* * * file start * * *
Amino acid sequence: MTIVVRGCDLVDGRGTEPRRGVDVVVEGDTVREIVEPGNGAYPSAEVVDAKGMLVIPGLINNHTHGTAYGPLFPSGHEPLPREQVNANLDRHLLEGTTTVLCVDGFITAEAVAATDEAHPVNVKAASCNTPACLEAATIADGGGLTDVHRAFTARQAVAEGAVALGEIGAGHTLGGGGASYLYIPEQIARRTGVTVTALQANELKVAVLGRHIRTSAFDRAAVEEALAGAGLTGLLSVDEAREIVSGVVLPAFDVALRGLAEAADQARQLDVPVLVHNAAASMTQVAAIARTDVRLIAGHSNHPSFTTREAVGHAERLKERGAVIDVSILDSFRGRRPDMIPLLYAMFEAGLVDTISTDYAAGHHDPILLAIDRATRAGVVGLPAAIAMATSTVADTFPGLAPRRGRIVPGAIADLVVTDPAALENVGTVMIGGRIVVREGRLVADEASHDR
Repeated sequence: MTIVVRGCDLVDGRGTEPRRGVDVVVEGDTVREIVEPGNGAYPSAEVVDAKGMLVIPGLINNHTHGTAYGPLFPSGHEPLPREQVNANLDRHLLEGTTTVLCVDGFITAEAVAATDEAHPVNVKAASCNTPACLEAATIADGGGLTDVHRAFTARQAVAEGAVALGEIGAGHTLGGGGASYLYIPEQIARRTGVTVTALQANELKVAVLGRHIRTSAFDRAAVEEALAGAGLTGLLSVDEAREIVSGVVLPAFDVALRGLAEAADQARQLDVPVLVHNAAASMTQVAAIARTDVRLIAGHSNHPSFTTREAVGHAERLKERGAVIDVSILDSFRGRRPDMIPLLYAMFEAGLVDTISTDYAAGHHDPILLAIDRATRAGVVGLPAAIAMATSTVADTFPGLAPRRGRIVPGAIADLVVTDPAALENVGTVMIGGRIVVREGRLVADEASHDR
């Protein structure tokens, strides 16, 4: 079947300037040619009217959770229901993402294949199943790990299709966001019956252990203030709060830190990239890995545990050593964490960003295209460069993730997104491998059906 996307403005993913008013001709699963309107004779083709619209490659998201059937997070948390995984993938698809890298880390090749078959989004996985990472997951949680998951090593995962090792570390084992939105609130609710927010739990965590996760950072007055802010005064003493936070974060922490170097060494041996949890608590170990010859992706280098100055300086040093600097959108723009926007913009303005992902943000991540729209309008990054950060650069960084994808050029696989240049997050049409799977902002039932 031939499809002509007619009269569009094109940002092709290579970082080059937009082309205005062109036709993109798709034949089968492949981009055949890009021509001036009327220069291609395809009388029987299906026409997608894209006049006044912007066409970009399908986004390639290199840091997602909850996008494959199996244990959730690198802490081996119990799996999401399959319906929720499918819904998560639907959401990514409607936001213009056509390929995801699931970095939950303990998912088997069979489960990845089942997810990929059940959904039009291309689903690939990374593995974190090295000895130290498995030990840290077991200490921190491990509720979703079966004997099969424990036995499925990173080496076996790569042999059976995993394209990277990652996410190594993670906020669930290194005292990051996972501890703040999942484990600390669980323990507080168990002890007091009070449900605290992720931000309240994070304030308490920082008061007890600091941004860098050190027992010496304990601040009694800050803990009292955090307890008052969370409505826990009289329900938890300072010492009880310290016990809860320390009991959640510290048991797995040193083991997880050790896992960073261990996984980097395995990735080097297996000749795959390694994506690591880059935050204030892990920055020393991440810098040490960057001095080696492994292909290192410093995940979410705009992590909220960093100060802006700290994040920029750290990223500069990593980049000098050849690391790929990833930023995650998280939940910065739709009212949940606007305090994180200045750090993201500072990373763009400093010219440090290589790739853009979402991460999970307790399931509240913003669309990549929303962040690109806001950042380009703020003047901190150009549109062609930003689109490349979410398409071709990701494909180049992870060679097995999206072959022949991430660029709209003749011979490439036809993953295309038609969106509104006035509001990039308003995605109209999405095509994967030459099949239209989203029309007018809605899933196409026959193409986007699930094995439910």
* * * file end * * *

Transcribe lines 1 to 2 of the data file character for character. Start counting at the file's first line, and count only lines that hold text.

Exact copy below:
Amino acid sequence: MTIVVRGCDLVDGRGTEPRRGVDVVVEGDTVREIVEPGNGAYPSAEVVDAKGMLVIPGLINNHTHGTAYGPLFPSGHEPLPREQVNANLDRHLLEGTTTVLCVDGFITAEAVAATDEAHPVNVKAASCNTPACLEAATIADGGGLTDVHRAFTARQAVAEGAVALGEIGAGHTLGGGGASYLYIPEQIARRTGVTVTALQANELKVAVLGRHIRTSAFDRAAVEEALAGAGLTGLLSVDEAREIVSGVVLPAFDVALRGLAEAADQARQLDVPVLVHNAAASMTQVAAIARTDVRLIAGHSNHPSFTTREAVGHAERLKERGAVIDVSILDSFRGRRPDMIPLLYAMFEAGLVDTISTDYAAGHHDPILLAIDRATRAGVVGLPAAIAMATSTVADTFPGLAPRRGRIVPGAIADLVVTDPAALENVGTVMIGGRIVVREGRLVADEASHDR
Repeated sequence: MTIVVRGCDLVDGRGTEPRRGVDVVVEGDTVREIVEPGNGAYPSAEVVDAKGMLVIPGLINNHTHGTAYGPLFPSGHEPLPREQVNANLDRHLLEGTTTVLCVDGFITAEAVAATDEAHPVNVKAASCNTPACLEAATIADGGGLTDVHRAFTARQAVAEGAVALGEIGAGHTLGGGGASYLYIPEQIARRTGVTVTALQANELKVAVLGRHIRTSAFDRAAVEEALAGAGLTGLLSVDEAREIVSGVVLPAFDVALRGLAEAADQARQLDVPVLVHNAAASMTQVAAIARTDVRLIAGHSNHPSFTTREAVGHAERLKERGAVIDVSILDSFRGRRPDMIPLLYAMFEAGLVDTISTDYAAGHHDPILLAIDRATRAGVVGLPAAIAMATSTVADTFPGLAPRRGRIVPGAIADLVVTDPAALENVGTVMIGGRIVVREGRLVADEASHDR